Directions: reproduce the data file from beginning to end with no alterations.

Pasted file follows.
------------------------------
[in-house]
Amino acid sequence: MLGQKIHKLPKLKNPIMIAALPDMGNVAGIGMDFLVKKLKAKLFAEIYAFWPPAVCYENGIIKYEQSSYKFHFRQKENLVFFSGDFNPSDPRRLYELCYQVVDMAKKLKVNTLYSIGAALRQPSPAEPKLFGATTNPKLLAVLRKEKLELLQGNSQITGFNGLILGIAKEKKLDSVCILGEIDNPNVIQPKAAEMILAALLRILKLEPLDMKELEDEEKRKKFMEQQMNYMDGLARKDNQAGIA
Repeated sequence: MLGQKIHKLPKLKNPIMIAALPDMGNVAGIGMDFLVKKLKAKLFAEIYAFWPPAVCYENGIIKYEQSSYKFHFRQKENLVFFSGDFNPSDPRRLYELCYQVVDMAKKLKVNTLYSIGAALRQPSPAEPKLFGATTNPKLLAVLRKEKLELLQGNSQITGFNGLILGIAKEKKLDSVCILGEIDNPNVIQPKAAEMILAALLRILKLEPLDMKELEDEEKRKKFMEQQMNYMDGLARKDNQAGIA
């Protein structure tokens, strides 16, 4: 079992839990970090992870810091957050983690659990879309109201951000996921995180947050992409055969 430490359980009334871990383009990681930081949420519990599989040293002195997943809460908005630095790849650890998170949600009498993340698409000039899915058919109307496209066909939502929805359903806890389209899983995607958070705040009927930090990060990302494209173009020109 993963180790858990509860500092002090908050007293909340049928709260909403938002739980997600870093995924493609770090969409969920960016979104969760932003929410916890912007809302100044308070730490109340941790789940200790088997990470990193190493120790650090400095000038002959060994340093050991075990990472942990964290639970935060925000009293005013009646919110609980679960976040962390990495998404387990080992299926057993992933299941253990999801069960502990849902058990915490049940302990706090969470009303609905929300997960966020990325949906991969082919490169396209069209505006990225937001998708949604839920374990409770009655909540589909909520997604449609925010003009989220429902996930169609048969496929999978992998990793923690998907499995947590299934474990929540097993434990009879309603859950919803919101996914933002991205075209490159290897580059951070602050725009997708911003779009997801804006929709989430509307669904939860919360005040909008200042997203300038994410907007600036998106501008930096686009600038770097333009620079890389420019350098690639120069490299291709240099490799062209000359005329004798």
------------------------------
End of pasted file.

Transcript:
[in-house]
Amino acid sequence: MLGQKIHKLPKLKNPIMIAALPDMGNVAGIGMDFLVKKLKAKLFAEIYAFWPPAVCYENGIIKYEQSSYKFHFRQKENLVFFSGDFNPSDPRRLYELCYQVVDMAKKLKVNTLYSIGAALRQPSPAEPKLFGATTNPKLLAVLRKEKLELLQGNSQITGFNGLILGIAKEKKLDSVCILGEIDNPNVIQPKAAEMILAALLRILKLEPLDMKELEDEEKRKKFMEQQMNYMDGLARKDNQAGIA
Repeated sequence: MLGQKIHKLPKLKNPIMIAALPDMGNVAGIGMDFLVKKLKAKLFAEIYAFWPPAVCYENGIIKYEQSSYKFHFRQKENLVFFSGDFNPSDPRRLYELCYQVVDMAKKLKVNTLYSIGAALRQPSPAEPKLFGATTNPKLLAVLRKEKLELLQGNSQITGFNGLILGIAKEKKLDSVCILGEIDNPNVIQPKAAEMILAALLRILKLEPLDMKELEDEEKRKKFMEQQMNYMDGLARKDNQAGIA
């Protein structure tokens, strides 16, 4: 079992839990970090992870810091957050983690659990879309109201951000996921995180947050992409055969 430490359980009334871990383009990681930081949420519990599989040293002195997943809460908005630095790849650890998170949600009498993340698409000039899915058919109307496209066909939502929805359903806890389209899983995607958070705040009927930090990060990302494209173009020109 993963180790858990509860500092002090908050007293909340049928709260909403938002739980997600870093995924493609770090969409969920960016979104969760932003929410916890912007809302100044308070730490109340941790789940200790088997990470990193190493120790650090400095000038002959060994340093050991075990990472942990964290639970935060925000009293005013009646919110609980679960976040962390990495998404387990080992299926057993992933299941253990999801069960502990849902058990915490049940302990706090969470009303609905929300997960966020990325949906991969082919490169396209069209505006990225937001998708949604839920374990409770009655909540589909909520997604449609925010003009989220429902996930169609048969496929999978992998990793923690998907499995947590299934474990929540097993434990009879309603859950919803919101996914933002991205075209490159290897580059951070602050725009997708911003779009997801804006929709989430509307669904939860919360005040909008200042997203300038994410907007600036998106501008930096686009600038770097333009620079890389420019350098690639120069490299291709240099490799062209000359005329004798």